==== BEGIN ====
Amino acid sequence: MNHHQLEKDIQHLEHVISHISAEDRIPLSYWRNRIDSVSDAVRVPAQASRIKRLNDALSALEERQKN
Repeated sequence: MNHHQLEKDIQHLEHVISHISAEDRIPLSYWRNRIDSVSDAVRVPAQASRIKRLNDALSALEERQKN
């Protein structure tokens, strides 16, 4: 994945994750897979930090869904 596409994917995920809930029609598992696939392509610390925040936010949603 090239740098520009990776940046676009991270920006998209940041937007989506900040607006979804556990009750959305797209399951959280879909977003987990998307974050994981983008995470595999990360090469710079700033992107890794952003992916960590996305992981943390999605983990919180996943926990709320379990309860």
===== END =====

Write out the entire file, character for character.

Amino acid sequence: MNHHQLEKDIQHLEHVISHISAEDRIPLSYWRNRIDSVSDAVRVPAQASRIKRLNDALSALEERQKN
Repeated sequence: MNHHQLEKDIQHLEHVISHISAEDRIPLSYWRNRIDSVSDAVRVPAQASRIKRLNDALSALEERQKN
């Protein structure tokens, strides 16, 4: 994945994750897979930090869904 596409994917995920809930029609598992696939392509610390925040936010949603 090239740098520009990776940046676009991270920006998209940041937007989506900040607006979804556990009750959305797209399951959280879909977003987990998307974050994981983008995470595999990360090469710079700033992107890794952003992916960590996305992981943390999605983990919180996943926990709320379990309860």